South Georgia’s Prosecutors: Say His Name and Me Too
South Georgia has a problem. Since at least 2015, when Savannah prosecutors could only secure low level, nonviolent convictions for staff in the Savannah jail for the brutal murder of Matthew Ajibade, Georgia prosecutors exercised their power to make sure fellow law enforcement received minor punishments for murder and attempted sexual assault. At the same time, they sent thousands of Black men into Georgia’s notoriously violent prison system, many for offenses related to their substance abuse disorders.
Say his name: Matthew Ajibade.
South Georgia’s prosecutor problem garnered worldwide attention when three of them could not arrest anyone for the murder of Ahmaud Arbery. The first one, Jackie Johnson, recused herself because one of the white murderers used to work for her as an investigator. Let that sink in: For three decades, Gregory McMichael worked in Glynn County, Georgia in law enforcement—including years as an investigator in Jackie Johnson’s office before he retired to avoid training requirements.
The next prosecutor to look at the case, George Barnhill, waited over a month before declaring that it was “perfectly legal” for the McMichaels’to shoot Ahmaud Arbery to death for jogging in a different neighborhood than where he lived. Barnhill too recused himself, because George McMichael’s son Travis, the trigger man in Ahmaud’s murder, also worked in law enforcement. Although the third South Georgia prosecutor to be assigned the matter, Ton Durden, promised to look at the case without “any preconceived” ideas by now the world knew South Georgia’s prosecutors could not be trusted. Georgia’s Attorney General appointed an Atlanta area prosecutor to the matter, and finally Greg and Travis McMichael were indicted for the murder of Ahmaud Arbery.
Say his name: Ahmaud Arbery.
A classic yet less deadly example of South Georgia’s prosecutor problem occurred in 2017, when a municipal prosecutor named Orlando Todd Pearson used his enormous power to attempt to coerce sex from a defendant before him. On February 28, 2017, Ms. Oriel Selver appeared in Springfield Municipal Court for traffic offenses. Pearson used his power to dismiss charges and reduce fines, in exchange for what he thought was going to be sex with Ms. Selver, and was only caught because Ms. Selver wore a wire for the Ga. Bureau of Investigation (GBI) to have him arrested.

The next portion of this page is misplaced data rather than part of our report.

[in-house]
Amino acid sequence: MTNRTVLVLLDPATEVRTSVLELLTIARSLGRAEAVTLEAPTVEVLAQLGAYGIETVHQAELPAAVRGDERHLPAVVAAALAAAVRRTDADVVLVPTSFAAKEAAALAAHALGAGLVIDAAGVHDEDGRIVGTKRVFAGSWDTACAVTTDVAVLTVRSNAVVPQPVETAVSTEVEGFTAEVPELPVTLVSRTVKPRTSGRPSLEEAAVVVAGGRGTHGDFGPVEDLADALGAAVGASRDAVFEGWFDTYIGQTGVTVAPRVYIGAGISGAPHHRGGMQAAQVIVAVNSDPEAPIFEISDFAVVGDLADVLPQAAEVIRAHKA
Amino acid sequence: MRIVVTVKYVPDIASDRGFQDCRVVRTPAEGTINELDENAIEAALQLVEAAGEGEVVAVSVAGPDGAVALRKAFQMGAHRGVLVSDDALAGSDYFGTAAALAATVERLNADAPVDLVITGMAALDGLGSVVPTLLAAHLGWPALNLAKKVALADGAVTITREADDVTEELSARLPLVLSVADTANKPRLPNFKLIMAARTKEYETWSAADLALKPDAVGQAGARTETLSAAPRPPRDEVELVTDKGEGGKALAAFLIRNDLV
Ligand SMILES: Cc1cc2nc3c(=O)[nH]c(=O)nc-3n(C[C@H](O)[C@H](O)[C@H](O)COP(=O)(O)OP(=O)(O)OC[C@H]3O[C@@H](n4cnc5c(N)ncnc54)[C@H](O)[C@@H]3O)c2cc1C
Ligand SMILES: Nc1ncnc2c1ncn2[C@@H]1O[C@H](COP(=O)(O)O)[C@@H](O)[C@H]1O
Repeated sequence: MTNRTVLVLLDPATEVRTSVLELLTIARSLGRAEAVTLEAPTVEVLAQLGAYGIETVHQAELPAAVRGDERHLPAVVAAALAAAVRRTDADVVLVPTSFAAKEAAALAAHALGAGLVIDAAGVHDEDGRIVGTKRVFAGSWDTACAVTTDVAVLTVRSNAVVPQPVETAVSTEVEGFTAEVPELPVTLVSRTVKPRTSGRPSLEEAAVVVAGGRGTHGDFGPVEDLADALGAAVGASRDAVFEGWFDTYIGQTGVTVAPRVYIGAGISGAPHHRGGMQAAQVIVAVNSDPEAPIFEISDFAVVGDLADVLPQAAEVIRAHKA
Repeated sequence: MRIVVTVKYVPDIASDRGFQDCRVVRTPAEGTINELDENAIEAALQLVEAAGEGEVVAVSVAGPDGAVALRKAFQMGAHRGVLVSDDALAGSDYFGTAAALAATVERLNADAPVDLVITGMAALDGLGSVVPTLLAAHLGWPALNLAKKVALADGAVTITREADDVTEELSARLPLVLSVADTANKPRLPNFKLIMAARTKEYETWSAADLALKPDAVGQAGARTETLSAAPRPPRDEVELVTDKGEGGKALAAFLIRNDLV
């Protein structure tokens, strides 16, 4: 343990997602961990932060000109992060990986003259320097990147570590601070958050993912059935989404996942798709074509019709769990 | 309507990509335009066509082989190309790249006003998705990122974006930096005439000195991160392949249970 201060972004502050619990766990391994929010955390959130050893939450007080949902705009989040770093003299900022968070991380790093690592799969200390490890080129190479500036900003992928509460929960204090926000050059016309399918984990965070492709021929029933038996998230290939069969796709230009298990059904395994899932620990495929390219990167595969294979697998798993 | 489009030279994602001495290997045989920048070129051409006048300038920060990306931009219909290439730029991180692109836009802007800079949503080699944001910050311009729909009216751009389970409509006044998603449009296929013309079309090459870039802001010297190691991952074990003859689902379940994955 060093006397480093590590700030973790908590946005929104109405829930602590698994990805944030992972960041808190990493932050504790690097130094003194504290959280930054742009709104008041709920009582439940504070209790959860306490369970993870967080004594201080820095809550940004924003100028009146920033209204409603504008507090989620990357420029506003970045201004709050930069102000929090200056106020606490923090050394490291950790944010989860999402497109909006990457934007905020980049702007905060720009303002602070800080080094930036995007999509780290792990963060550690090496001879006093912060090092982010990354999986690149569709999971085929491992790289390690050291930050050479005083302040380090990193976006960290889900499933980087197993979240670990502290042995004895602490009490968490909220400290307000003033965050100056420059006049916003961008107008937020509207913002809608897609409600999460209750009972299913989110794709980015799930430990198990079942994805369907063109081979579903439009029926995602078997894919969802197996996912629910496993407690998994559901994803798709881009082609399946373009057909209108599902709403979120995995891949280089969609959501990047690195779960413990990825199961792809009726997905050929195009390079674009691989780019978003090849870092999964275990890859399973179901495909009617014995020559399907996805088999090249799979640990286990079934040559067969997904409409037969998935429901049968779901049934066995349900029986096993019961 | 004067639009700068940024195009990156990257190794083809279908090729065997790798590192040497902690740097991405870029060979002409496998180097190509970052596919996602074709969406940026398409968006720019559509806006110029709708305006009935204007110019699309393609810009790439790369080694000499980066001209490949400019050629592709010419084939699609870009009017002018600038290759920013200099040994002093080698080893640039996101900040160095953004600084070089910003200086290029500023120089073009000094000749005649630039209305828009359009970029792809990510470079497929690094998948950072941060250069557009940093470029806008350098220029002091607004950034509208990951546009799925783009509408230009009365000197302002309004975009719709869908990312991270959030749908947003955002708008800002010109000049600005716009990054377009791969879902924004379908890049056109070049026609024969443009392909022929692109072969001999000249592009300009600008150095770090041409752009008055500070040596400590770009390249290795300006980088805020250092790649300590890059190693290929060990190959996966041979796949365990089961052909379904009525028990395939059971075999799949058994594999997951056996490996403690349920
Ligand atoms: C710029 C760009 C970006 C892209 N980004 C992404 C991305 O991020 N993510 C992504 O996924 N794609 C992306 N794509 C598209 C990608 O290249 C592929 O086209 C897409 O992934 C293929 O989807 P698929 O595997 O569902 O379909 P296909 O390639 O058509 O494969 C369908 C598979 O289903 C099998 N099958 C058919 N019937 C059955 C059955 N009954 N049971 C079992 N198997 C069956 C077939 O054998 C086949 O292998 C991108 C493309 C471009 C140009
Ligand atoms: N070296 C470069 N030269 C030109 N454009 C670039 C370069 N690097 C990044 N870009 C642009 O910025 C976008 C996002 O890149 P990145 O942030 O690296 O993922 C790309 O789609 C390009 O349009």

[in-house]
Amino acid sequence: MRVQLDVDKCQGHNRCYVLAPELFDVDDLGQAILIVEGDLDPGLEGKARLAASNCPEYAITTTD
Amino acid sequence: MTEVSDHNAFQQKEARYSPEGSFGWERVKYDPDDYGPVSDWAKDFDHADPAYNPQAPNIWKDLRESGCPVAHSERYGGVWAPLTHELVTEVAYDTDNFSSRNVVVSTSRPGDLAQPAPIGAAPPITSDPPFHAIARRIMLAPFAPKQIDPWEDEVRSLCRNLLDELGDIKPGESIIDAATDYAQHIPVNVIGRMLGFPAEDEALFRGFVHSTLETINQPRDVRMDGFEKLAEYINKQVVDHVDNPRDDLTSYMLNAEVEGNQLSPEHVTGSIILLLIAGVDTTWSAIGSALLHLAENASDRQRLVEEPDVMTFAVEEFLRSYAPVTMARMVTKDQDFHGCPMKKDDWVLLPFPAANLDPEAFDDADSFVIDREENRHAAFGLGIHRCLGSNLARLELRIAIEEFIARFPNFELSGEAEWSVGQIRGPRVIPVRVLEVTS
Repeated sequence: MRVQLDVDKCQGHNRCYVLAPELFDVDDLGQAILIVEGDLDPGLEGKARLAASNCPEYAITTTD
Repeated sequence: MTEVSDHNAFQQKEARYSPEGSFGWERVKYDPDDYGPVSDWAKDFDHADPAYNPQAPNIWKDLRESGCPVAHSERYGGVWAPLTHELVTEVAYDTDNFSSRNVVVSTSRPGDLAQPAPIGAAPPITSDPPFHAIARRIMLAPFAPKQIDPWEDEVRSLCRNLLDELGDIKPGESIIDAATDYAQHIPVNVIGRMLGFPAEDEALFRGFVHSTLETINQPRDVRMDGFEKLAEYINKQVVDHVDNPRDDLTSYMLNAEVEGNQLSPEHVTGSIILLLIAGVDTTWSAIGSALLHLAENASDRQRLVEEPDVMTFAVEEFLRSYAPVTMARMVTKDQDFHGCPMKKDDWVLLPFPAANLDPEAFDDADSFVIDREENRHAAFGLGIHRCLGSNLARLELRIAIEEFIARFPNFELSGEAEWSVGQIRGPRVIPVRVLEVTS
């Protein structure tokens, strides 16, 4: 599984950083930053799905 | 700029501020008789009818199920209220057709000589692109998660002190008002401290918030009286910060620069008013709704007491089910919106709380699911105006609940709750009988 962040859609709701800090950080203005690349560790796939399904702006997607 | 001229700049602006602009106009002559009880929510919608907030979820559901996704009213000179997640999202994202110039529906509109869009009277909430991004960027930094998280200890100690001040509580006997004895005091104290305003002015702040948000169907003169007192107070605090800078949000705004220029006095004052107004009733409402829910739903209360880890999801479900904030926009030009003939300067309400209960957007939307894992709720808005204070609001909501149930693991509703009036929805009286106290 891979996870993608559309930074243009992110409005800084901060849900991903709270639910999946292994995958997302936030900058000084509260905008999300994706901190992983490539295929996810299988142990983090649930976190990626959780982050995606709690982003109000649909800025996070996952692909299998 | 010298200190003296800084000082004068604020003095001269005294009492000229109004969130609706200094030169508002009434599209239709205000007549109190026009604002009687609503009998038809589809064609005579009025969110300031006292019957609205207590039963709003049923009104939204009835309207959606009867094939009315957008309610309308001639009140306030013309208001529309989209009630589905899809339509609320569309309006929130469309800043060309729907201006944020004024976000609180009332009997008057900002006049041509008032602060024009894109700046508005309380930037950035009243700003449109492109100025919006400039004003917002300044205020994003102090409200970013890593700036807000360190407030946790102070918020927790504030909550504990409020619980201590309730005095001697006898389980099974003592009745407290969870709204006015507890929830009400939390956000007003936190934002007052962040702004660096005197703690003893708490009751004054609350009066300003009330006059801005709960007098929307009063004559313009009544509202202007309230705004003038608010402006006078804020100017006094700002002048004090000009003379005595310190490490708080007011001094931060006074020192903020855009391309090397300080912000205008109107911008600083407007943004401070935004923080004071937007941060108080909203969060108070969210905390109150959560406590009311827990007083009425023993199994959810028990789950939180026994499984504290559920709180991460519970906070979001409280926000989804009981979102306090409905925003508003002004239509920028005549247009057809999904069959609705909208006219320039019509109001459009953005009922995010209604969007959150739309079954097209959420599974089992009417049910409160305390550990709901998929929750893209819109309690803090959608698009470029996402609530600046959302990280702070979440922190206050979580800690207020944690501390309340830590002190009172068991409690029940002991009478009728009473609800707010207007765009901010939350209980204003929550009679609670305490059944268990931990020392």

Georgia prosecutors worked with Pearson to ensure he was permitted to plead guilty to one count of violation of oath by a public officer, and instead of jail or prison time he is participating in a diversion program, against the wishes of Ms. Selver. Worse, Ms. Selver is not permitted to review the prosecutor’s and GBI file. The deal permits Pearson to keep practicing law and hide his conviction from the public. All while Ms. Selver suffers extreme emotional distress and fears for her and her son’s safety.
Me Too: Oriel Selver.
The U.S. criminal justice system gives prosecutors tremendous power.
For too long, they have used that power to build a system of mass incarceration and racial injustice in size and scale like no other in the world. Because of protections created by our laws, holding them accountable has proven nearly impossible. Far too often, when convictions are overturned due to prosecutorial misconduct, the prosecutors are not held accountable.
The cases of Ahmaud Arbery and Oriel Selver are telling examples of the impunity enjoyed by most prosecutors in the face of misconduct charges. Prosecutors are largely immune from civil lawsuits, even when their misconduct results in years in prison, even on death row. Whether to charge a case, offer a plea deal, or request bail largely determines the outcome of a criminal case. With their unmatched powers, prosecutors have the ability to ruin lives, deepen racial disparities, and overcrowd prisons, and that’s exactly what they’ve been doing.
Luckily, there is heightened awareness of prosecutors’ role in perpetuating race-based divides through misconduct. In addition, a growing number of reform-minded prosecutors are committed to common sense reforms such as:
- abolishing money bail, an innately racist system of pretrial detention;
- declining to prosecute marijuana cases and other low-level crimes; and,
- exposing police misconduct.
Not surprisingly, many of these progressive prosecutors have faced harsh criticism and resistance from law enforcement, judges, and even governors, demonstrating just how deeply ingrained inequality is within the law and those who enforce it.
The age of reckoning for unjust prosecutors is upon us. Now is the time for people to seek justice and reparations for the victims of prosecutorial bias when the law has not. Without prosecutorial liability there can be no justice for Oriel Selver or Ahmaud Arbery, only grief, pain, and abuse of power.